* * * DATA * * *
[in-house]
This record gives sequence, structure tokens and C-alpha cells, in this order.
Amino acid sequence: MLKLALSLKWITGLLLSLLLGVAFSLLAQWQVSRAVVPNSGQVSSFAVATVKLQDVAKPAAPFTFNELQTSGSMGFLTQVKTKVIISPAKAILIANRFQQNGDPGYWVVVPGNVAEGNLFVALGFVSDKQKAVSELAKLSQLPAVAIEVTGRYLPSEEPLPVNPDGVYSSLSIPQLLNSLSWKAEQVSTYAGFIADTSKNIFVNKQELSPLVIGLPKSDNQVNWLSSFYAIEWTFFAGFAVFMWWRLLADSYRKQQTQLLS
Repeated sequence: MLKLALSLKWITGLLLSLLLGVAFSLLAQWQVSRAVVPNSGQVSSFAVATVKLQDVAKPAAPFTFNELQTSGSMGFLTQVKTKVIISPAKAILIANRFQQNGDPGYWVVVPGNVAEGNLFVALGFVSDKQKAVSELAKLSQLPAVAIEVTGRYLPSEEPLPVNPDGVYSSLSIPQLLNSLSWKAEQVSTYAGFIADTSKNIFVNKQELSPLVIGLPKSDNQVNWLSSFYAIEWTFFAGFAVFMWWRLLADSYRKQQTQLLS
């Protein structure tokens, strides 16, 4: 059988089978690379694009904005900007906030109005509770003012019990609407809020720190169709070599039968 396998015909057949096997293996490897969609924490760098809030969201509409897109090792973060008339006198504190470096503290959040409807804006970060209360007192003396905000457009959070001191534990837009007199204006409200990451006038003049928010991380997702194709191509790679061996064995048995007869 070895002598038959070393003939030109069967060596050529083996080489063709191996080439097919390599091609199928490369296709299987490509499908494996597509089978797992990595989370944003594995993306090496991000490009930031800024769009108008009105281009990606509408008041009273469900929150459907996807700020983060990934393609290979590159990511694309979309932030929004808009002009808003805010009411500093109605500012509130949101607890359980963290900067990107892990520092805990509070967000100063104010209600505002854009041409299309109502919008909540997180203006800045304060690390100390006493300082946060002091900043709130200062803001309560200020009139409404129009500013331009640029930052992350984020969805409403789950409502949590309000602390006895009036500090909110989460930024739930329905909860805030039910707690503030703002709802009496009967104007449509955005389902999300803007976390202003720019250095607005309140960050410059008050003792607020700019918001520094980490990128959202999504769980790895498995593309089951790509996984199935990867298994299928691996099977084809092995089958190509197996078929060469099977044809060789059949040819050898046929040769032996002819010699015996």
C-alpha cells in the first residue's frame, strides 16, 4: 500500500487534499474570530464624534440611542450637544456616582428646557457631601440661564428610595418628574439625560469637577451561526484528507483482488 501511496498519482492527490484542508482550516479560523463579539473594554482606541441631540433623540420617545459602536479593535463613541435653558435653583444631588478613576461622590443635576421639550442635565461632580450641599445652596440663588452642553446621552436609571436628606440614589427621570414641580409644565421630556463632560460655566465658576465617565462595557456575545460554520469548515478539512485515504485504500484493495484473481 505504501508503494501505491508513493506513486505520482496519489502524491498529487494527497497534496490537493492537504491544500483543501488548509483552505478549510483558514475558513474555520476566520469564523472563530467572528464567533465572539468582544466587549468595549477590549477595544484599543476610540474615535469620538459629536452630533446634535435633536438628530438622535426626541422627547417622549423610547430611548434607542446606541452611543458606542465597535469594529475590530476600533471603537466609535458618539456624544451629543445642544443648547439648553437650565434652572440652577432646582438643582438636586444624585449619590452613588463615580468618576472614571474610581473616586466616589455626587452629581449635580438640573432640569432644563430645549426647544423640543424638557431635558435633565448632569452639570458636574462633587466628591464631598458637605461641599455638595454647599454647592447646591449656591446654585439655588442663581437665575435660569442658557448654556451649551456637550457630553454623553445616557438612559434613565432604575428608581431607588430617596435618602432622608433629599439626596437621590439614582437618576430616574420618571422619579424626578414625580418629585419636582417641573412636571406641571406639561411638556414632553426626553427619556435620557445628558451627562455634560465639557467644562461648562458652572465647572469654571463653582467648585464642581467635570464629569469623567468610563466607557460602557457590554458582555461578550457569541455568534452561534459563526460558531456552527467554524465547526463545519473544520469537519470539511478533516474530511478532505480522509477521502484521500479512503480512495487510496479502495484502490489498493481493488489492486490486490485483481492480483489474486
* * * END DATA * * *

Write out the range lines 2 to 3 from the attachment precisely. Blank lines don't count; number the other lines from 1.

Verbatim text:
This record gives sequence, structure tokens and C-alpha cells, in this order.
Amino acid sequence: MLKLALSLKWITGLLLSLLLGVAFSLLAQWQVSRAVVPNSGQVSSFAVATVKLQDVAKPAAPFTFNELQTSGSMGFLTQVKTKVIISPAKAILIANRFQQNGDPGYWVVVPGNVAEGNLFVALGFVSDKQKAVSELAKLSQLPAVAIEVTGRYLPSEEPLPVNPDGVYSSLSIPQLLNSLSWKAEQVSTYAGFIADTSKNIFVNKQELSPLVIGLPKSDNQVNWLSSFYAIEWTFFAGFAVFMWWRLLADSYRKQQTQLLS